A regulation on risk-based capital would become effective in 2020, rather than 2019, under a proposal issued Thursday for a 30-day comment period by the federal regulator of credit unions.
Additionally under the proposal, the agency would modify its current asset threshold of a “complex credit union” (used for determining risk-based capital requirements) from $100 million to $500 million. That change would effectively exempt about two-thirds of credit unions now subject to the current rule.
In proposing the one-year extension and increase in the “complex” definition, the National Credit Union Administration (NCUA) said the proposed changes would provide “covered credit unions and the NCUA with additional time to prepare for the rule’s implementation,” particularly changes related to the increased asset threshold for defining “complex” (including for call reports, computer coding, etc.).
The agency also noted that, by redefining “complex,” the proposal would exempt an additional 1,026 credit unions from the rule (resulting in 90% of all credit unions being exempted, based on year-end 2017 call report data) “without subjecting the National Credit Union Share Insurance Fund (NCUSIF) to undue risk.” The proposal would leave 531 credit unions defined as “complex”; that adds up to less than 10% of all federally insured credit unions. The remaining 90% of credit unions would be defined as noncomplex and thus exempt.
According to the agency, during the extension period, its current prompt corrective action (PCA) requirements would remain in effect. Staff told the board it hopes to have a final rule for the board to consider before year’s end.
The agency adopted its current PCA requirements in 2015. That regulation, according to NCUA, restructured its regulations and made various revisions, including amending the agency’s current risk-based net worth requirement. That replaced the risk based net worth ratio with a new risk-based capital ratio for federally insured credit unions, which the agency called comparable to the regulatory risk-based capital measures used by the federal banking agencies (the Federal Deposit Insurance Corp. [FDIC], Federal Reserve, and Office of the Comptroller of Currency [OCC]).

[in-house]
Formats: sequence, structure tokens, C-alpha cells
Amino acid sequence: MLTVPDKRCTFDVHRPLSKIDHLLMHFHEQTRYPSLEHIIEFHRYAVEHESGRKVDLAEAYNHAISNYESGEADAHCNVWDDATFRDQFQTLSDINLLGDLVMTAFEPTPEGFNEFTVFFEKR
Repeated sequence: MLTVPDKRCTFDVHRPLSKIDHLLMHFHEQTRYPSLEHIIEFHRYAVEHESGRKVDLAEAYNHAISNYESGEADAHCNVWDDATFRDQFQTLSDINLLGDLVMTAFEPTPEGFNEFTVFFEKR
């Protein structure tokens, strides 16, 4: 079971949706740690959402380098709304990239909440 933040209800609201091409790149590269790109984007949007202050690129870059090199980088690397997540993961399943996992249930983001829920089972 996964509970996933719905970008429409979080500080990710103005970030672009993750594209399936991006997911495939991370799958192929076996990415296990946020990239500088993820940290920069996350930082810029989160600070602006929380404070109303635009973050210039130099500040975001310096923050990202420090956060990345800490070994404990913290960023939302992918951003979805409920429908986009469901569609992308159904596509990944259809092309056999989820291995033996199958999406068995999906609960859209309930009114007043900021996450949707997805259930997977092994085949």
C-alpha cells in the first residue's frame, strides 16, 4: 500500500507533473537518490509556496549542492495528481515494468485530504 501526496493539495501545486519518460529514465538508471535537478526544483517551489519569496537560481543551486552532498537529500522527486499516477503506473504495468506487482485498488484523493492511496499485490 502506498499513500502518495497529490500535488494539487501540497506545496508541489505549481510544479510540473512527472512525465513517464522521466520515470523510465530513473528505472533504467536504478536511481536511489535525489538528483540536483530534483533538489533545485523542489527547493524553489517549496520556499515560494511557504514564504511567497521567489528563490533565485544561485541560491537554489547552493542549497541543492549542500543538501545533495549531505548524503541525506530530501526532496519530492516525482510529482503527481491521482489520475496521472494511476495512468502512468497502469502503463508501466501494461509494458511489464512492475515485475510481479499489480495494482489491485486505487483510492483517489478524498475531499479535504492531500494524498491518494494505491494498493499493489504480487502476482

According to NCUA Director of Examination and Insurance Larry Fazio, the one-year delay is a “good balance” between providing additional time for credit unions and the agency to adjust to the proposed changes without unduly extending the effective date of risk-based capital. “With this delay, credit unions subject to risk-based capital will have a total of more than four years to have prepared,” Fazio said.
Regarding the “complex” redefinition, the agency said the proposal eliminates two indicators from the previous definition: Internet banking, and investments with maturities greater than five years, where the investments are greater than 1% of total assets. It further revises four of the indicators in the definition, by: substituting “commercial loans” for “member business loans”; replacing “participation loans” with “participation loans sold”; excluding first-lien mortgages from interest-only loans; and narrowing “real estate loans” to “sold mortgages.”
The proposal also factors in the extent to which a credit union is involved in complex activity (the “complexity ratio”), NCUA said.
Staff told the board that the revised indicators show that all credit unions with more than $500 million in assets engage in at least one complex activity, and that 92% of those credit unions engage in four or more complex activities. Additionally, staff noted that the larger credit unions hold more complex assets and liabilities as a share of their total assets; and 85% of all complex assets and liabilities ($423 billion of the total $497 billion) of all credit unions.
The credit unions being dropped from the “complex” definition (those between $100 million and $500 million in assets) represent approximately 16% of the total assets of credit unions “bound” by risk-based capital under the original rule adopted in 2015, and 21% of incremental capital required, NCUA pointed out.
Board Chairman J. Mark McWatters said he and Board Member Rick Metsger plan to pen a joint letter to Congress outlining the proposal and the agency’s rationale in issuing it.